There’s a nasty bug going around our neck of the woods. There’s probably one going around where you live as well. Several days ago Mrs. Chatterbox and I were at the mall and she decided to dash into Pottery Barn. I found a bench and proceeded to engage in one of my favorite pastimes—people watching.
I noticed that many people were sneezing. The vampire sneeze is very popular these days, where you cover your mouth with your arm and sneeze into an invisible cape, which some say is preferable to covering your mouth with your hand and spreading crud like victims in Stephen King’s The Stand. Some people try to stifle a sneeze and make a sound similar to what happens when you remove the air hose after filling your tire.
Others go for a more literary approach, employing what writing instructors call onomatopoeia—the written description of sound. These folks sneeze like the sound is being read rather than heard. Listeners are subjected to: achoo, atchoo and atisshoo, with the first syllable corresponding to the sudden intake of air and the second to the sound of the sneeze. After his hernia operation my dad’s sneeze became the howl of someone being mauled by a polar bear; my mother discreetly hisses like a garden snake. But it’s not the sound of a sneeze that fascinates me. It’s the serial sneezing.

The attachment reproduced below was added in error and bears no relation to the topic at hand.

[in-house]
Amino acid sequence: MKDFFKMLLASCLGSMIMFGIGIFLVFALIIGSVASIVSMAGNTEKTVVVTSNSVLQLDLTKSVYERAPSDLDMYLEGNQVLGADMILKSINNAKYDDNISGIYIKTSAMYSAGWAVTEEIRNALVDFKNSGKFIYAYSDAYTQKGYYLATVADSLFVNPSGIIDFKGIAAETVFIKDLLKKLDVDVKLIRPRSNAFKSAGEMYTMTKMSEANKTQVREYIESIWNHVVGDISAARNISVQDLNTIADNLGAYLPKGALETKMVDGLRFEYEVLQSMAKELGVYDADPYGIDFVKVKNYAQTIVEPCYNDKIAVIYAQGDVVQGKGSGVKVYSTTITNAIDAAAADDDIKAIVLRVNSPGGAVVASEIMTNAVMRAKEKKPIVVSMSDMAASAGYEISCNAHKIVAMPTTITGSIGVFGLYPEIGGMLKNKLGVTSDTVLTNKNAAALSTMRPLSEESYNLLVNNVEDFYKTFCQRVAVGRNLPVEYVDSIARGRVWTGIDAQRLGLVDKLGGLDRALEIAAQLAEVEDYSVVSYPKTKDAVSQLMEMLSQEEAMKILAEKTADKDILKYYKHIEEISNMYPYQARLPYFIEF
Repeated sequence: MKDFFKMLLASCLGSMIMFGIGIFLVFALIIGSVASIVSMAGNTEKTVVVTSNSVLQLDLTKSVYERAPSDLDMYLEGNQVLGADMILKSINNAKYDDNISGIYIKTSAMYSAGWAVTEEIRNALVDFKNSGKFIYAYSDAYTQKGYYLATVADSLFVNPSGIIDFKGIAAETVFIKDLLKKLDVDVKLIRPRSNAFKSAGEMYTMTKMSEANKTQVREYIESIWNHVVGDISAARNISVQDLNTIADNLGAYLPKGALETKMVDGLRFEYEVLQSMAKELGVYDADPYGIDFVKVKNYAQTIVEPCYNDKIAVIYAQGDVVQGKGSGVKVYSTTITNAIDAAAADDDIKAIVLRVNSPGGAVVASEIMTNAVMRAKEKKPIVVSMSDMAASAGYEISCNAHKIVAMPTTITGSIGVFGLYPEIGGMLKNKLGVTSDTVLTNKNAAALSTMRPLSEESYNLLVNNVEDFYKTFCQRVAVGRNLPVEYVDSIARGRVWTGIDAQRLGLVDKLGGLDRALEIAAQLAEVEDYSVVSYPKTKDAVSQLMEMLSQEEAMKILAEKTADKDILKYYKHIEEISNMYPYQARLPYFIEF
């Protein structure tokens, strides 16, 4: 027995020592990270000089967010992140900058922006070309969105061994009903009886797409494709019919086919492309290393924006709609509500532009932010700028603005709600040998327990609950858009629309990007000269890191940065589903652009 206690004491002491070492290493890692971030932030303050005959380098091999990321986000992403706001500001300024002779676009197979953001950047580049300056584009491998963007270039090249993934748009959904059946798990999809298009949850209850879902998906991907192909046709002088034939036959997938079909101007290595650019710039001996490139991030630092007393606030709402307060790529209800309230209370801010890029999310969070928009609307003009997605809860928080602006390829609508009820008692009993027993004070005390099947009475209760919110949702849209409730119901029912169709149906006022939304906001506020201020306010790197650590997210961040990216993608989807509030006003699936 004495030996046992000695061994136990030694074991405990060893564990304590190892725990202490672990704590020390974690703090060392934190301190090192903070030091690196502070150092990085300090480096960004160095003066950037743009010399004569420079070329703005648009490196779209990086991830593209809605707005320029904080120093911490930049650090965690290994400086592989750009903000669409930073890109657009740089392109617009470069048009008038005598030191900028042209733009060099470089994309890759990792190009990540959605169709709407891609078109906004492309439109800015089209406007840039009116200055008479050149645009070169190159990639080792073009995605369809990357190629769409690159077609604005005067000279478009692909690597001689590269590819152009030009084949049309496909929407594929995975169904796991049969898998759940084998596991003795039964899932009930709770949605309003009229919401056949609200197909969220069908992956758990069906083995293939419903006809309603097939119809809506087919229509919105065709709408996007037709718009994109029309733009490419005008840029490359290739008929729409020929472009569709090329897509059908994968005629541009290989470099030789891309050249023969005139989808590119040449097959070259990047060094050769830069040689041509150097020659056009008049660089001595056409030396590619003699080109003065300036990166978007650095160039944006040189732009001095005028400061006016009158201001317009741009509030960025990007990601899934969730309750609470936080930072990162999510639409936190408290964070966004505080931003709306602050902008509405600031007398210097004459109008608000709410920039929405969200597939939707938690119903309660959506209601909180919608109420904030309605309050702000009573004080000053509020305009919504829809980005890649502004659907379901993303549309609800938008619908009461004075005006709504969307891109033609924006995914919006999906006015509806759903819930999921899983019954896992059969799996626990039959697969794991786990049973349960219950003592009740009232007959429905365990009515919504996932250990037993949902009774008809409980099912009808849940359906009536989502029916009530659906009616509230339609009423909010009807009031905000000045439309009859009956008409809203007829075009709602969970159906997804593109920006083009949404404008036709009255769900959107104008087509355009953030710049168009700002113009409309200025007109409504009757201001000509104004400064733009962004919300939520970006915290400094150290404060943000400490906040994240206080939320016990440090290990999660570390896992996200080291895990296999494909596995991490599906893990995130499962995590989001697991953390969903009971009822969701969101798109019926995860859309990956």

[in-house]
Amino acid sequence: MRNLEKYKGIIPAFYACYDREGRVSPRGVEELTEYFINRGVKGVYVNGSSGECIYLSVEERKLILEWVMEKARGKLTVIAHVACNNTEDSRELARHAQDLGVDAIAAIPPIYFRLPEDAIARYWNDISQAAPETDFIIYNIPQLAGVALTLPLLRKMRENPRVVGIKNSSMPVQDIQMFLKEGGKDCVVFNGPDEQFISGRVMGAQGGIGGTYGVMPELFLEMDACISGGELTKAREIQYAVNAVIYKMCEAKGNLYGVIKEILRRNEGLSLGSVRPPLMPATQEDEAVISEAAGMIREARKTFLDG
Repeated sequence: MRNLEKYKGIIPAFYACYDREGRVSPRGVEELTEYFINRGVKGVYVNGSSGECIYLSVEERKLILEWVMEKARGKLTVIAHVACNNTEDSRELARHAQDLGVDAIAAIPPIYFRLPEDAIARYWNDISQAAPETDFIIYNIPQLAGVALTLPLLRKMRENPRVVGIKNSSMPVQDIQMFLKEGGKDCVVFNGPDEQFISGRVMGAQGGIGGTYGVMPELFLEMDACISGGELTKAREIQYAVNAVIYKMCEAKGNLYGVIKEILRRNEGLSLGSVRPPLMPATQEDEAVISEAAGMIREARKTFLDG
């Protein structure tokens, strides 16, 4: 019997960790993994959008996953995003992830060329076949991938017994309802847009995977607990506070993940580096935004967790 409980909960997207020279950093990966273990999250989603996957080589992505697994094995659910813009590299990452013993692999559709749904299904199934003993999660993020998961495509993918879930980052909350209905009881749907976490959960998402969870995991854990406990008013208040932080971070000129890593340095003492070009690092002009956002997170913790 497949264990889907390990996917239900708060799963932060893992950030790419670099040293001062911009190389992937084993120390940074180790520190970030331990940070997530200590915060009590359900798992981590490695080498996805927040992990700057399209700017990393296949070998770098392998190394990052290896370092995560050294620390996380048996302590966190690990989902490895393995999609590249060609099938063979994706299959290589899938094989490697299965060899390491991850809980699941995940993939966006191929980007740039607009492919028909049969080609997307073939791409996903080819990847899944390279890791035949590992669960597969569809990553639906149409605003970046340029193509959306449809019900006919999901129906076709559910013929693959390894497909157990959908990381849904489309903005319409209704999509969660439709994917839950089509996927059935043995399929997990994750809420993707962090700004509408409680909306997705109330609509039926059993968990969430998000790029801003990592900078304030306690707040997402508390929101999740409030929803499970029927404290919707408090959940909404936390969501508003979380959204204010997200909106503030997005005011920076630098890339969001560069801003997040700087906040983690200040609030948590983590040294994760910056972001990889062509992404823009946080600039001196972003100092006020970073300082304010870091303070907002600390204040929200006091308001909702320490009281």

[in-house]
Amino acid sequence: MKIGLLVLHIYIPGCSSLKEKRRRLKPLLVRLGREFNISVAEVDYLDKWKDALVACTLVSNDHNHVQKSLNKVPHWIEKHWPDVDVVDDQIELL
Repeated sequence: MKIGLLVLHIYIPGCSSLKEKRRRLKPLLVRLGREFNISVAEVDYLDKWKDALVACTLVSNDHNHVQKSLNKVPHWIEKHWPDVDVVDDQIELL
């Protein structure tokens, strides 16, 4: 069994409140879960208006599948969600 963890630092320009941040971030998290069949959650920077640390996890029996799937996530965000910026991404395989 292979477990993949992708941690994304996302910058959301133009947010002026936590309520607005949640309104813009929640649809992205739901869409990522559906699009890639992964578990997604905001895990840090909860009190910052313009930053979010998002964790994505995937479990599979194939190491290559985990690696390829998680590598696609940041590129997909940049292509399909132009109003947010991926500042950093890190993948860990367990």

Very few people are single sneezers. I myself am a DS—Double Sneezer. I don’t know why I can’t confine myself to one, but just as surely as night follows day my sneeze is soon followed by another. Mrs. Chatterbox is also a DS but she’s sneaky about the second one, tries to cover it with her hand. She thinks I don’t see her nostrils flaring like Secretariat, or her eyes closing. I do. She swears that she’s a SS—Single Sneezer—but this is one of the few areas where she is not to be believed.
My scientific analysis suggests that DSers are the most common in our population with SSers being the rarest. Yet people sneezing three or four times aren’t all that uncommon. My older brother was a Sixer. When he started blowing it was a funny sight to behold. This might sound insensitive (he did have chronic hay fever) but he frequently picked on me. I took pleasure slapping my knee and counting off sneezes when he was red-faced, bent over and gasping for breath—too preoccupied to run me down and beat me up, which he often did when he wasn’t struggling for air.
I’ve yet to come upon the Holy Grail of sneezing. Yes, there is a Holy Grail of sneezing and if you’d given it time you’d have figured out what it was without needing me to tell you—catching someone sneezing with their eyes open. The scientific community once thought this impossible and maintained that your eyes would fly out of your head if you did so, but scientists are now divided about this (clearly they have too much time and grant money on their hands.) Once ridiculed for wasting time staring at the sun while trying to sneeze with our eyes open, many of us have now sloughed off public scorn to focus on achieving this elusive phenomenon.
So what are you? Are you a rare single sneezer? Can you prove it? Do you fall into the category of the ubiquitous DS? Is your Kleenex wet by the time you finish sneeze number….
Uh oh…I just sneezed. I’m willing to bet a million bucks another one is…yep!